Written by Kylin Fulton
After a long day of traveling yesterday, our group of 16 Central Washington University public health students are all here at the 10th annual National Health Disparities Conference in New Orleans, LA. The conference schedule consists of multiple keynote speakers, small break out sessions, and plenty of networking opportunities with public health professionals from all over the United States.
At 8:00am, the conference started with a message from Mrs. Michelle Alletto, the Deputy Secretary of the Louisiana Department of Public Health in Baton Rogue, LA. Her session started the conference on a strong note, and included many tools for students to be the next advocates of social change in the field of Public Health.
Alletto focused on prevention methods primarily, since last year the United States spend 2.6 trillion dollars on healthcare, but only 5% of that cost went to disease prevention. Having no prevention tools raises an issue with health disparities among different areas of Louisiana, since some areas may not have any exposure to any primary, secondary, or even tertiary prevention methods. This could contribute to the varying health disparities around different cities in Louisiana. These health disparities shorten life expectancies, with people living up to 25 years less in certain undeveloped, impoverished areas of Louisiana.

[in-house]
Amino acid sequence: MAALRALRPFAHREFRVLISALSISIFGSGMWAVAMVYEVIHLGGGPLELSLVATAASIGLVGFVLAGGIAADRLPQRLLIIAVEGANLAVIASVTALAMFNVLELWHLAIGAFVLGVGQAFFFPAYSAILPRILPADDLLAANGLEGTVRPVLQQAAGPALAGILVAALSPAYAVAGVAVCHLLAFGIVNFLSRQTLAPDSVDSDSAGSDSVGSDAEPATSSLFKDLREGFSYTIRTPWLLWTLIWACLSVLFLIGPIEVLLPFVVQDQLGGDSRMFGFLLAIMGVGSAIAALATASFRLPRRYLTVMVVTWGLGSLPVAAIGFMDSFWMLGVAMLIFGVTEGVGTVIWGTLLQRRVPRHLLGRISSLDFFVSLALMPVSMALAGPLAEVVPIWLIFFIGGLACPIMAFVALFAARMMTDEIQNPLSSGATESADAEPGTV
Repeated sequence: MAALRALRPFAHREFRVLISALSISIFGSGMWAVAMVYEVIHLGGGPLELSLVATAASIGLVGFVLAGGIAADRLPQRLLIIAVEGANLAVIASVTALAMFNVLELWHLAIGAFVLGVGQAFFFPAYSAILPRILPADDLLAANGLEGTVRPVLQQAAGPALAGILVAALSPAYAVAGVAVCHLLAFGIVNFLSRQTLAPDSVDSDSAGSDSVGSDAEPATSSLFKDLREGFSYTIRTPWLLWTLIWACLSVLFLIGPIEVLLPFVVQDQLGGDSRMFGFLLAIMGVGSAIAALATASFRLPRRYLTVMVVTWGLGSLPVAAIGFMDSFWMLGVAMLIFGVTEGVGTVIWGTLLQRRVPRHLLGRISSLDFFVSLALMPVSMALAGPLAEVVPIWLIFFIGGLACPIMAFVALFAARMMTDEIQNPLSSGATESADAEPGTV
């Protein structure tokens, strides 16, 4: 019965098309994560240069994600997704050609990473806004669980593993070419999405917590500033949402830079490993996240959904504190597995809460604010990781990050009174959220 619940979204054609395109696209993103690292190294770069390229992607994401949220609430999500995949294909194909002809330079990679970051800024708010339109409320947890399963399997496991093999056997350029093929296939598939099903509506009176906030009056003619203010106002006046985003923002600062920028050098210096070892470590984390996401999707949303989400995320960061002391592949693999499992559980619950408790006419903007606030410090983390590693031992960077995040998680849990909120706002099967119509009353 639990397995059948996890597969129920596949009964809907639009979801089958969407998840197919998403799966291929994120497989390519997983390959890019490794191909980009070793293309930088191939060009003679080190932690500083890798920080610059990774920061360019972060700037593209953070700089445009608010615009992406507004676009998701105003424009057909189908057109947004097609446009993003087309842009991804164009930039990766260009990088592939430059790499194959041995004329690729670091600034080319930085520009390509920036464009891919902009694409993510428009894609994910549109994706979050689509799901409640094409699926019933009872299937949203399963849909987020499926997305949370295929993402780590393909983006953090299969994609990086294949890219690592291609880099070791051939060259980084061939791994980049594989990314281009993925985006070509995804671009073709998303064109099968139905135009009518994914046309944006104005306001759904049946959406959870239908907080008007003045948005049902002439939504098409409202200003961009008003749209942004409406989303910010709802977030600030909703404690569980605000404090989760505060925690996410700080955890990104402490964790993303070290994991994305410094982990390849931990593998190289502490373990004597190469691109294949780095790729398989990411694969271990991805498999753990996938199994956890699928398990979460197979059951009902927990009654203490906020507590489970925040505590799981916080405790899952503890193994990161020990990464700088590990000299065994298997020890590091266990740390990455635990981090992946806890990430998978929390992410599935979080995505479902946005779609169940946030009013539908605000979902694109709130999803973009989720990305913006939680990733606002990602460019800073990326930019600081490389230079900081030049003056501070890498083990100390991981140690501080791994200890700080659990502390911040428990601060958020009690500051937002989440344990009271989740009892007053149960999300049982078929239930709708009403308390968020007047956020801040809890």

Aside from prevention, Alletto also urged that as a nation the role of racism and bias in relation to health disparities needs to be addressed. In New Orleans alone, some clinics are still side lining people that rely on Medicaid to favor those with private insurance to receive healthcare. Alletto mentioned that some clinics have certain days that Medicaid patients can come in, and some days when they cannot. This restriction on healthcare access adds unnecessary pressure to those who rely on Medicaid that need healthcare, which can increase the occurrence of health disparities among poorer parts of Louisiana. There are even certain 1-800 numbers that patients are supposed to call based on their types of insurance, which determines the quality and urgency of healthcare they receive.